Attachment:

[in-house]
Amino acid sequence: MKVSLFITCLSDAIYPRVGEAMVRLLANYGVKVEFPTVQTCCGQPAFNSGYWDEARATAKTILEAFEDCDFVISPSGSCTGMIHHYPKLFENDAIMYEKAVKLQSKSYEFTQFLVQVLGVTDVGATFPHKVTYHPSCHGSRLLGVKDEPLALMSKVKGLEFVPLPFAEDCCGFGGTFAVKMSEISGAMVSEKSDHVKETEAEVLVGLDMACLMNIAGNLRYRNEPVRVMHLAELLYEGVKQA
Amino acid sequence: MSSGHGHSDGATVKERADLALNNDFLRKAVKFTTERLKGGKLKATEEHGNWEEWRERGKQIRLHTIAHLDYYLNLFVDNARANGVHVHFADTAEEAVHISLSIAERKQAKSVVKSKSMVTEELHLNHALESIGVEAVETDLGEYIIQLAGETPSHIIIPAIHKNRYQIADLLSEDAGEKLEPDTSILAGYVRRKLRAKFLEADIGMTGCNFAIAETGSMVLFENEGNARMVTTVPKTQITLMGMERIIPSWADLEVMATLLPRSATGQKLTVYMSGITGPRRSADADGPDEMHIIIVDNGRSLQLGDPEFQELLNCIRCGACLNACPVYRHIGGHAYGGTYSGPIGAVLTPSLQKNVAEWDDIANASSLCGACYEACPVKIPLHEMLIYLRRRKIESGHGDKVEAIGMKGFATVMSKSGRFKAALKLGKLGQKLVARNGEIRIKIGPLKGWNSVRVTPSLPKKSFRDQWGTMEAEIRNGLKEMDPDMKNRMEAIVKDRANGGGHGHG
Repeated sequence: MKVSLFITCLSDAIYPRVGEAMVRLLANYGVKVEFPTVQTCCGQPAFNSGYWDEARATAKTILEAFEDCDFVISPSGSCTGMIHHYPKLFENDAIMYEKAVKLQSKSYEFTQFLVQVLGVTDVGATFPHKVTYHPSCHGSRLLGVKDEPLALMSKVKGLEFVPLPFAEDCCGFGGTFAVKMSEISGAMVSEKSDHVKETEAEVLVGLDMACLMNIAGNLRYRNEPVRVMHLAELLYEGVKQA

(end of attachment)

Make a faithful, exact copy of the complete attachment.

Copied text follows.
[in-house]
Amino acid sequence: MKVSLFITCLSDAIYPRVGEAMVRLLANYGVKVEFPTVQTCCGQPAFNSGYWDEARATAKTILEAFEDCDFVISPSGSCTGMIHHYPKLFENDAIMYEKAVKLQSKSYEFTQFLVQVLGVTDVGATFPHKVTYHPSCHGSRLLGVKDEPLALMSKVKGLEFVPLPFAEDCCGFGGTFAVKMSEISGAMVSEKSDHVKETEAEVLVGLDMACLMNIAGNLRYRNEPVRVMHLAELLYEGVKQA
Amino acid sequence: MSSGHGHSDGATVKERADLALNNDFLRKAVKFTTERLKGGKLKATEEHGNWEEWRERGKQIRLHTIAHLDYYLNLFVDNARANGVHVHFADTAEEAVHISLSIAERKQAKSVVKSKSMVTEELHLNHALESIGVEAVETDLGEYIIQLAGETPSHIIIPAIHKNRYQIADLLSEDAGEKLEPDTSILAGYVRRKLRAKFLEADIGMTGCNFAIAETGSMVLFENEGNARMVTTVPKTQITLMGMERIIPSWADLEVMATLLPRSATGQKLTVYMSGITGPRRSADADGPDEMHIIIVDNGRSLQLGDPEFQELLNCIRCGACLNACPVYRHIGGHAYGGTYSGPIGAVLTPSLQKNVAEWDDIANASSLCGACYEACPVKIPLHEMLIYLRRRKIESGHGDKVEAIGMKGFATVMSKSGRFKAALKLGKLGQKLVARNGEIRIKIGPLKGWNSVRVTPSLPKKSFRDQWGTMEAEIRNGLKEMDPDMKNRMEAIVKDRANGGGHGHG
Repeated sequence: MKVSLFITCLSDAIYPRVGEAMVRLLANYGVKVEFPTVQTCCGQPAFNSGYWDEARATAKTILEAFEDCDFVISPSGSCTGMIHHYPKLFENDAIMYEKAVKLQSKSYEFTQFLVQVLGVTDVGATFPHKVTYHPSCHGSRLLGVKDEPLALMSKVKGLEFVPLPFAEDCCGFGGTFAVKMSEISGAMVSEKSDHVKETEAEVLVGLDMACLMNIAGNLRYRNEPVRVMHLAELLYEGVKQA